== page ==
Do you have sensitive teeth? Have you ever wondered what could cause such sensitivity? We all love to eat our favorite foods and drinks. However, sometimes, our teeth become sensitive and make it difficult to do that in peace. So what exactly causes tooth sensitivity?
Why Your Teeth Hurt
The functionality of your teeth is supported by the enamel. The enamel is the hard outer layer of a tooth which helps your teeth to chew the daily food you consume. However, due to the constant functionality of your teeth, wear, and tear factor is inevitable. This can be a result of certain foods you consume, and your lifestyle and oral hygiene habits. If you happen to have thinner enamel, you might be more susceptible to teeth sensitivity; in other words, you would have more sensitive teeth than some other people. While you might not lose too much sleep if you have one sensitive tooth, the pain and discomfort might develop into a serious case if left unattended. So what has contributed to your sensitive teeth?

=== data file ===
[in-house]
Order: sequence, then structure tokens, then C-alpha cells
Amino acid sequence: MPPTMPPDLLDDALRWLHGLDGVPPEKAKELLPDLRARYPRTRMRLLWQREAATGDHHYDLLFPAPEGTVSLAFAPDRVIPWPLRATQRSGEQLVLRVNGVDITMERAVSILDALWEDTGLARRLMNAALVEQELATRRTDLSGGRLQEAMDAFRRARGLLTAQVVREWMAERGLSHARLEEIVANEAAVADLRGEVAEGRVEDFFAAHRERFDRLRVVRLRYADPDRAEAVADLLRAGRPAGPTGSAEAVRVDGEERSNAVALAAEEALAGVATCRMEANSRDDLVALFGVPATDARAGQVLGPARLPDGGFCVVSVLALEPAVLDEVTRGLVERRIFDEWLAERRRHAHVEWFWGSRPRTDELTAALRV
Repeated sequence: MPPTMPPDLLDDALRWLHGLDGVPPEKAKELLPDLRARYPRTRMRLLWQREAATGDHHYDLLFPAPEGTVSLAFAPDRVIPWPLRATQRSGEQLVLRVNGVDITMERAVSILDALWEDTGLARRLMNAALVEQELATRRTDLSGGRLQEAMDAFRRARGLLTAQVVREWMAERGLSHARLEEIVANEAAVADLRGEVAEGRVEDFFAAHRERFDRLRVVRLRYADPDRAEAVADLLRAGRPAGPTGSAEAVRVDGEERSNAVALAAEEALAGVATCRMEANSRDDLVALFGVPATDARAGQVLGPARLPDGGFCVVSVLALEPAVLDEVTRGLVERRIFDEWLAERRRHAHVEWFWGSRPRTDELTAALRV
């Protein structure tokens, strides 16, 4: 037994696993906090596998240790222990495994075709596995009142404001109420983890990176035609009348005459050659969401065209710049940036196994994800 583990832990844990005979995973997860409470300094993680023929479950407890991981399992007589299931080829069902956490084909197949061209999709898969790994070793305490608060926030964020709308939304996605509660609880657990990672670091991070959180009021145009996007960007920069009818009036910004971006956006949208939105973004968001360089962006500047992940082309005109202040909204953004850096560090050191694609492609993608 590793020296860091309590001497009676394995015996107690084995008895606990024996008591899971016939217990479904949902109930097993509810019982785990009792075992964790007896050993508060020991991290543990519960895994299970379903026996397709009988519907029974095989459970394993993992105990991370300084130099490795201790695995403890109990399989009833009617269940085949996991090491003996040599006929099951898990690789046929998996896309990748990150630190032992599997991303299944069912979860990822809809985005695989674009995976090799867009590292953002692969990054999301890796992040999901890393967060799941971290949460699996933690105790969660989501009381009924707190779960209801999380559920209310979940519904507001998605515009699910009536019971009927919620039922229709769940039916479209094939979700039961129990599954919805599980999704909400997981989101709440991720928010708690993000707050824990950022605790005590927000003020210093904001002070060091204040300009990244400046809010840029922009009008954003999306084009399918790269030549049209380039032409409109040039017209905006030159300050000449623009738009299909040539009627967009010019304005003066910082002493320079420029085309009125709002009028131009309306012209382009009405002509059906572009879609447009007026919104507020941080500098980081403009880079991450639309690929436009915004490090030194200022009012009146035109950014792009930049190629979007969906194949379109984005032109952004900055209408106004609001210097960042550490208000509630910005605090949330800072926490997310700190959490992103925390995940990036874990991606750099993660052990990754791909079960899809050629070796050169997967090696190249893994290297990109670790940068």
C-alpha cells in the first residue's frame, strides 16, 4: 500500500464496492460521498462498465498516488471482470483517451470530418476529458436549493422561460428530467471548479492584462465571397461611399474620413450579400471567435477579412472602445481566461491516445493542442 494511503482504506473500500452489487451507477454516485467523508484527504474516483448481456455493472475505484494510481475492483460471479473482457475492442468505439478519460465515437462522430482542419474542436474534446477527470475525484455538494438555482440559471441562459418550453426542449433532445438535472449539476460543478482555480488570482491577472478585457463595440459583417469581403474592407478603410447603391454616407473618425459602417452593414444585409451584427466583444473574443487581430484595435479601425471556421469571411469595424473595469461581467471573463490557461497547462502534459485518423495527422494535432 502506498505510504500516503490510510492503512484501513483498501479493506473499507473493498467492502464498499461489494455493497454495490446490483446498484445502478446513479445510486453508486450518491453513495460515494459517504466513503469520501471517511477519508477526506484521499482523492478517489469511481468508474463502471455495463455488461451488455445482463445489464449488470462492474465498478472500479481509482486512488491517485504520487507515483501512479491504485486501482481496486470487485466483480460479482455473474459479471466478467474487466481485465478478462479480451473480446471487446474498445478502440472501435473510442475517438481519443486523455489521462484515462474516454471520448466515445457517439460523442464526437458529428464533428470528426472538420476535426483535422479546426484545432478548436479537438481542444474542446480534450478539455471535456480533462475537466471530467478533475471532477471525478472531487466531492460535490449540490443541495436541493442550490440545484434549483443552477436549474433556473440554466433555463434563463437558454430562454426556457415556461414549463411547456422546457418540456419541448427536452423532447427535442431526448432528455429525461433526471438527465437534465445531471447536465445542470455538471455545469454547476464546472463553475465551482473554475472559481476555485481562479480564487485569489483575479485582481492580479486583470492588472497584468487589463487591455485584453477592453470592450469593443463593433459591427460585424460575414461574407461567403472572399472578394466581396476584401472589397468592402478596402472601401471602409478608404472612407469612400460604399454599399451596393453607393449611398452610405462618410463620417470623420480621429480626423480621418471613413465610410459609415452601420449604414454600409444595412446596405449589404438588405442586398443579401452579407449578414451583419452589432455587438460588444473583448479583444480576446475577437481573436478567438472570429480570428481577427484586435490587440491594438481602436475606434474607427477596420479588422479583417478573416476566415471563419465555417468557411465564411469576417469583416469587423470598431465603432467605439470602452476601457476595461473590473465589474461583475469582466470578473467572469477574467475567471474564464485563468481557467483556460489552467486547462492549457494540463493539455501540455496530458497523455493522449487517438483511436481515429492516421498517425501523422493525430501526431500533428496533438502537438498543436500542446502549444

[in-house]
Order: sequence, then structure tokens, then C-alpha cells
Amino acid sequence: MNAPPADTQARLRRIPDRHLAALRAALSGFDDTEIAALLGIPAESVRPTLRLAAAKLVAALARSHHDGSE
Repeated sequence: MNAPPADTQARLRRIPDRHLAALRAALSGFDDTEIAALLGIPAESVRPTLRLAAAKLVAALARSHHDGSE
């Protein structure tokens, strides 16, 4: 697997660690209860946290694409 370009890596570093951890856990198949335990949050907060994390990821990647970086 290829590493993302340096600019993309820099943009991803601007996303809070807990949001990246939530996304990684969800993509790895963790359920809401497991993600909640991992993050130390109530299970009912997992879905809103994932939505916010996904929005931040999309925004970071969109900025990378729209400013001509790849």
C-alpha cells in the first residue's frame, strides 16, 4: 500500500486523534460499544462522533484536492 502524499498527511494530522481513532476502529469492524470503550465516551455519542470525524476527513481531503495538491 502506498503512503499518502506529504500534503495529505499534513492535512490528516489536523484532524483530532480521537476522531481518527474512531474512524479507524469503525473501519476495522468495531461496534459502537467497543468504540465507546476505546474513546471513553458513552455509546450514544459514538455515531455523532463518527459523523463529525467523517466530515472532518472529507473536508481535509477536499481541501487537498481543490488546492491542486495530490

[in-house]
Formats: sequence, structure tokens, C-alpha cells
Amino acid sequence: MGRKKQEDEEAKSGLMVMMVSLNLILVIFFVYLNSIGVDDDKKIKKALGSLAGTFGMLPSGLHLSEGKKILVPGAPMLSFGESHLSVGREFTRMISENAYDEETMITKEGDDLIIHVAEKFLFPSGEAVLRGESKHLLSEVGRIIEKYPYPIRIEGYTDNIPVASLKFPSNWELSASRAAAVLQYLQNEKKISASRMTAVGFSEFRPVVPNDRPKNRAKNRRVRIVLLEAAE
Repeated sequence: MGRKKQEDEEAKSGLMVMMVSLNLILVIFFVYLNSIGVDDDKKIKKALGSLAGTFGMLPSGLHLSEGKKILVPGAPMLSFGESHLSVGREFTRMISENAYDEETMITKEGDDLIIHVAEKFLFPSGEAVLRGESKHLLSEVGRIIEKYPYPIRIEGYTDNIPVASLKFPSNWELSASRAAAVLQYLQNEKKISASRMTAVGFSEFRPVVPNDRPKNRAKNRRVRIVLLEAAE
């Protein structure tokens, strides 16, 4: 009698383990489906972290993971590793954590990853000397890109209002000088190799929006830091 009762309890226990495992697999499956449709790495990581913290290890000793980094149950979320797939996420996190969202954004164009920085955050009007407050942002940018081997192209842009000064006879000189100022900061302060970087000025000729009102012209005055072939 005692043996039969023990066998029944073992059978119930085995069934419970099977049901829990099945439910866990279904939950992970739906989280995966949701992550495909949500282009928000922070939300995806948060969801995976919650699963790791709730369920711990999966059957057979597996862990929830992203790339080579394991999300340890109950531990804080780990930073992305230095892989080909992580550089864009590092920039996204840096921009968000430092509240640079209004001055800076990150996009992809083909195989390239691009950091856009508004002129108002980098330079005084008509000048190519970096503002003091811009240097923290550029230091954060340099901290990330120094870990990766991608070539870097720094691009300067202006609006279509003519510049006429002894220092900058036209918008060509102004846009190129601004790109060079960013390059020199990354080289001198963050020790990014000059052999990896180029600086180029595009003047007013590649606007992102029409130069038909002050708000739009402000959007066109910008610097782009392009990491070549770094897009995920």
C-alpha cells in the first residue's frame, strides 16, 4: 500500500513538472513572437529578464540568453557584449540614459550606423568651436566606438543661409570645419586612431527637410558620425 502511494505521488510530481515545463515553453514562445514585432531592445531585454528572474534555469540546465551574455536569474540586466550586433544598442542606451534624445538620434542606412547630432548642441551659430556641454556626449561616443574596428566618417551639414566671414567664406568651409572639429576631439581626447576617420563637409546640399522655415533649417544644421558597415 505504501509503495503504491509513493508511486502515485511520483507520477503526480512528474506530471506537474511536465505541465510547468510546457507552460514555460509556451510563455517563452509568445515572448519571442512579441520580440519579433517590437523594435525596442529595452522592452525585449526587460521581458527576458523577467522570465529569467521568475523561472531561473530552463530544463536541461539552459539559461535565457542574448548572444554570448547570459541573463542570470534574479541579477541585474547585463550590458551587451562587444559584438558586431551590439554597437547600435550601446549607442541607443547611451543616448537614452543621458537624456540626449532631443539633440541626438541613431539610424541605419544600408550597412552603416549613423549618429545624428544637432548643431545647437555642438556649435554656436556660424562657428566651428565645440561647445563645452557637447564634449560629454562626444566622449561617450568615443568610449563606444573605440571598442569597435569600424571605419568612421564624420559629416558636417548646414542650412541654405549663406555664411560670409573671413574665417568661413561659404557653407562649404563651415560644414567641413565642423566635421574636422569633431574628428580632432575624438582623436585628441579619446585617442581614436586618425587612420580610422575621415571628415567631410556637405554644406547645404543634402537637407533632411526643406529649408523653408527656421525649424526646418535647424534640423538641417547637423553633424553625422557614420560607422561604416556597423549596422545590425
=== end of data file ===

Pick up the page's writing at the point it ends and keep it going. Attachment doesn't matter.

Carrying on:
- Brushing your teeth too hard:
You might think that the harder you brush your teeth, the cleaner they get. As you brush hard, you wear down the enamel, the substance protecting the sensitive nerves in your teeth. As time goes by, your action will eventually leave them exposed, down to the nerve areas of the teeth; hence your sensitivity to hot foods and cold beverages.
- Using a hard toothbrush: